Fair warning: this new 5+5 might send you on a deep scroll segue. Picking five (and a sneaky sixth!) fave 20x200 art pieces and answering five questions today is brilliant Brooklyn prop stylist Randi Brookman Harris. A visual storytelling savant, Brookman Harris has worked with The New York Times Magazine, Warby Parker, The New Yorker, Instagram, Sesame Street, Domino Magazine, Design Within Reach … honestly, there are too many impressive clients on her list to even scratch the surface. Check out her site or dive into her IG feed and you’ll see how easy it is to lose an hour to ogling her work.
Soothing, satisfying, energizing or otherwise entrancing, Brookman Harris’s tableaux are always transformative. With her exacting eye, incredible attention to detail, and playful touches, she has the power to elevate everyday objects like ballpoint pens, cigarette butts and bobby pins into elements of art, eliciting mood and emotion along the way. Each item and its placement is carefully considered. Composition, negative space, contrast, balance and a sort of wabi-sabi beauty are all brandished with an insane amount of artistry to create particular, persuasive narratives. Brookman Harris makes eye candy for a living, and we’re happy to gorge.
It’s no surprise that she approached her 5+5 art picks with the same curatorial punctiliousness that she brings to her still life styling, designing the arrangement of pieces so they’re in harmony and inform each other as much as they speak to her on an individual basis. Her edition mix is a work of art in and of itself, so much so that we simply had to include her extra sixth select. (BTW, this combo would make a killer gallery wall.) Get her thoughts on the shapes, textures, and typography that drew her to these prints, how she got into her line of work, and so much more. — Team 20x200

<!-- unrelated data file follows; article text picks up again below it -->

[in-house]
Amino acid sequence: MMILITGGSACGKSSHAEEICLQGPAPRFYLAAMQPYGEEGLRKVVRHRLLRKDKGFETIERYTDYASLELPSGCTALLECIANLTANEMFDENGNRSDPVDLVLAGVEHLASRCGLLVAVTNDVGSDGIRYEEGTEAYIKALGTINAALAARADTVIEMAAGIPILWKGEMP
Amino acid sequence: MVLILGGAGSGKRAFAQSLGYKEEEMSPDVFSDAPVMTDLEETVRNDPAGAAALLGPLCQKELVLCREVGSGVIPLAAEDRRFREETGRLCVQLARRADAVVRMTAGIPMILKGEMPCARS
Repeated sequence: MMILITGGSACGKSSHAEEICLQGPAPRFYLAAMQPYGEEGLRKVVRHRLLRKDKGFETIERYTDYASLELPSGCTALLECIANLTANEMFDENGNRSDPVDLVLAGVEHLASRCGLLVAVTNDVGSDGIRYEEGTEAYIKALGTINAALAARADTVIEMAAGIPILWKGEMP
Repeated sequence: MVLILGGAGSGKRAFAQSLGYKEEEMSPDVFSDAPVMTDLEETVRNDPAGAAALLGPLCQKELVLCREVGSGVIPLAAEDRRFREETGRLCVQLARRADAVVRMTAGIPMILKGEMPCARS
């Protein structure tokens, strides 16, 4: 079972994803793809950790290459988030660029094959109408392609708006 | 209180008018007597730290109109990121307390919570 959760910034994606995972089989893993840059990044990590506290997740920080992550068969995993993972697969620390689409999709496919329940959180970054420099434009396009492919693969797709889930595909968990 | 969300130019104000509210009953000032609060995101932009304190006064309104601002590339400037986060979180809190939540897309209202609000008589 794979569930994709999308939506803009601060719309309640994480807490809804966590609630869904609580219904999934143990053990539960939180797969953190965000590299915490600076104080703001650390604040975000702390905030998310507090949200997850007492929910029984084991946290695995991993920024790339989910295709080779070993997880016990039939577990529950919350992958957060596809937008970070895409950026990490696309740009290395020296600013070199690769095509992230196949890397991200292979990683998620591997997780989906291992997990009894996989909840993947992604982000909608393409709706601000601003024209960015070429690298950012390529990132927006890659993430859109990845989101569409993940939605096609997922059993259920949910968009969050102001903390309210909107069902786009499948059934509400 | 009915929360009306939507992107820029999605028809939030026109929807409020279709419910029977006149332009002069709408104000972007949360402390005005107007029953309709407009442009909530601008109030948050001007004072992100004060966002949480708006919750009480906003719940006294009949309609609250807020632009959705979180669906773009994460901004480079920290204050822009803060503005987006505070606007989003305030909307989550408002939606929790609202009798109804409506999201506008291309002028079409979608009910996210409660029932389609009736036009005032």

5 Perfect Picks
1) Hershey's Kisses by Andrew Miller
I love when all color is unified tonally in three dimensional objects, revealing just the texture. I especially love the simplicity it allows in seeing something so iconic, stripping away all the unnecessary things we know about a Hershey's Kiss (the sparkle of the foil, the blue branding on the flag...) but keeping it the same amount of recognizable as it would have been had those been there — with the air around it, not knowing where the space begins or ends, and the loneliness of a single kiss. it just feels like so much in such a small whisper.
2) Rocks at The American Museum of Natural History by Jason Polan
I love Jason Polan's style, his work, his brain, his curious appetite for people and things to draw, and in turn how he was with people and friends alike — a refreshing human quality I found exciting both when he was alive and in the way people remembered him in his passing. The minerals and gems exhibit at the AMNH is one of my favorite exhibits in the city. I love how color and sparkle are gone from this glossary — the distillation of the variety of just shapes and texture, with handwritten labeling, feels almost more abundant than if those were present, just because of how much care for the lowly rocks Jason gave them. In some ways, this work does the same thing conceptually that I describe loving of Andrew Miller's Hershey's Kisses above!
3) All the Past and Futures by Valerie Roybal